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Local Father Off to Iraq

July 10, 2008 By:
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Lt. Matthew Williams speaks to preschoolers at Tiferet Beth Israel

In an understated manner, Matt and Andi Williams -- a couple who clearly don't like to draw too much attention to themselves -- described the range of emotions they're experiencing as Matt, a civil engineer with the U.S. Navy, prepares to ship out to Iraq to assist with ongoing reconstruction efforts.

Early next month, Lt. Williams is expected to leave for a month of training in South Carolina, before beginning a six-month tour in Iraq, where he'll be embedded with the U.S. Army Corps of Engineers. His assignments could range from working on water-treatment facilities to building roads and schools.

During that time, he'll not only be separated from his wife, but also from their daughters: 2-year-old Danielle and 1-year-old Eva.

"It's not easy to leave -- I think lots of service members can tell you that. You don't want to go, but you have your job to do, and you know that you have to go," said Williams.

The couple recently sat for a weekday morning interview at Tiferet Bet Israel in Blue Bell, where they belong and where Danielle is enrolled in preschool; Eva is set to start next year.

Williams is currently stationed at the Naval Facilities Engineering Command office in South Philadelphia.

The couple's home in Fort Washington is an interfaith one; she's Jewish, he's Catholic.

Andi Williams grew up in Long Island, where for her, Hebrew was the primary language: Her parents were born in Europe but had spent the bulk of their childhoods in Israel.

Matthew Williams was raised in western Kentucky. Shortly after graduating from the University of Kentucky in 2001, he entered the Navy's Officer Candidates School and was commissioned in the Civil Engineer Corps the week after Sept. 11.

The couple met in Washington, D.C., where he was stationed and she had just completed a master's degree in public administration at American University. They were married at the Sixth and I Historic Synagogue, where a rabbi and a priest conducted a joint ceremony.

They explained that their children are being exposed to both faith traditions. The family celebrates Jewish and Christian holidays and have attended Mass, as well as synagogue services.

But they said that they've been welcomed as an interfaith couple at Tiferet Bet Israel, and have been interwoven into the fabric of the community. Andi Williams said that many synagogue members have reached out to her and offered to act as part of a support network, even though it's difficult for nonmilitary families to relate to what she's going through.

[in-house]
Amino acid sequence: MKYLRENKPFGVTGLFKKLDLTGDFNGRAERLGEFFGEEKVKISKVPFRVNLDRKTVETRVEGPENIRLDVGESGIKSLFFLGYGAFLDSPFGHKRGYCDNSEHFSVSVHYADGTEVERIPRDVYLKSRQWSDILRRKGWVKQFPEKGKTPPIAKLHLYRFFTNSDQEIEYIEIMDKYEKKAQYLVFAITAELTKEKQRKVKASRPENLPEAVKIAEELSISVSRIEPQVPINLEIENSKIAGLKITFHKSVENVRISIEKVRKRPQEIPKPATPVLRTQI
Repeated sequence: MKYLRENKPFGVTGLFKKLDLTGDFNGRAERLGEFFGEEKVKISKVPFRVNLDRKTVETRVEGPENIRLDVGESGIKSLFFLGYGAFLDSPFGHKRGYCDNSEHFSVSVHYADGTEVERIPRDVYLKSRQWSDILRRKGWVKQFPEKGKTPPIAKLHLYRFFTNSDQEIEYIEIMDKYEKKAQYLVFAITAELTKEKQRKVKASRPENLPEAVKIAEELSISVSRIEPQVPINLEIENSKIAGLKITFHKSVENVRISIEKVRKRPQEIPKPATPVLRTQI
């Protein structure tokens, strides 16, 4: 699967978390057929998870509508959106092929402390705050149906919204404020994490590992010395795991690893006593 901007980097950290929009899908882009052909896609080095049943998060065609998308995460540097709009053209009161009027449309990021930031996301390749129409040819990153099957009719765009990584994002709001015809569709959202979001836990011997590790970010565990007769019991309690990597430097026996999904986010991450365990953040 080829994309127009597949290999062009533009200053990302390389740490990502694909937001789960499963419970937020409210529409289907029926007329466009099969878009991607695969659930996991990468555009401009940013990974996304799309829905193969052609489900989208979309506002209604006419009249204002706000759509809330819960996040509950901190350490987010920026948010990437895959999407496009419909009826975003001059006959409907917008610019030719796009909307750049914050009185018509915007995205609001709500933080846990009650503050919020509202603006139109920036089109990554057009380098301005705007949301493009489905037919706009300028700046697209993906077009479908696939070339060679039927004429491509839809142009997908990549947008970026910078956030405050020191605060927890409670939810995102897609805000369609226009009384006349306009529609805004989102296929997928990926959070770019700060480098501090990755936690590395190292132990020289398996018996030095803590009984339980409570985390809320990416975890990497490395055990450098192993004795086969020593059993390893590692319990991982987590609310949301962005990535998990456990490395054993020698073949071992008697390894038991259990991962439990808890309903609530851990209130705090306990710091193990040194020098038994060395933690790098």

"It's awkward to feel like the only one going through this, but I also feel a great sense of support," she said. While her parents currently live in Florida, she does have several close relatives who live a little over an hour away in New Jersey.

Andi encouraged her husband to visit the preschool and speak to the kids about his mission. In addition to addressing three different age groups, he wrote and had printed a short children's book that illustrates the rebuilding and humanitarian efforts undertaken by the military. He's contacted the Navy about it, and asked if his book can be published and distributed to other families, since he said that there's a dearth of materials available to very young children. There's been no decision as yet, he said.

The synagogue also made a video of his appearance and gave it to the couple as something for the girls to watch during the time that their father is away.

"It was a way to to give my daughters something to see later on, while Matt is gone -- what he will be doing -- and [to] give them a frame of reference for it," she said, adding that the girls don't fully grasp that their dad will be absent for so long. The couple's saving a fuller explanation for a time closer to Matt's departure date.

This isn't the first instance where larger, historic events have collided with their family life.

In 2005, Matt was deployed to a base in Rota, Spain, when Andi was pregnant with their first child and living near a Naval base in Gulfport, Miss., which they called home for about two years. He returned just weeks before Hurricane Katrina struck in 2005. The couple evacuated to Orlando, Fla., and later to the Washington, D.C.- area, where they stayed with friends. She gave birth three weeks after the storm hit.

Matt was there for the birth of his daughter, but less than a week later, he was back in New Orleans assisting with the recovery and rebuilding efforts. His wife and newborn daughter didn't rejoin him until more than two months had passed.

"I knew Matt was going back to help rebuild our community. That was something to be proud of," said his wife.

Asked how she planned to cope with her husband's absence, Andi said that she wants to return to work full-time. She also hopes to get back to long-distance running, a hobby that's fallen by the wayside in recent years. But she doesn't allow the focus of conversation to stay on her for too long.

"Obviously, our children are our primary focus. I have a one-day-at-a-time attitude," she said, wondering aloud how she'd have managed without the presence of her very involved husband. "There will be some hurdles when Matt first leaves."

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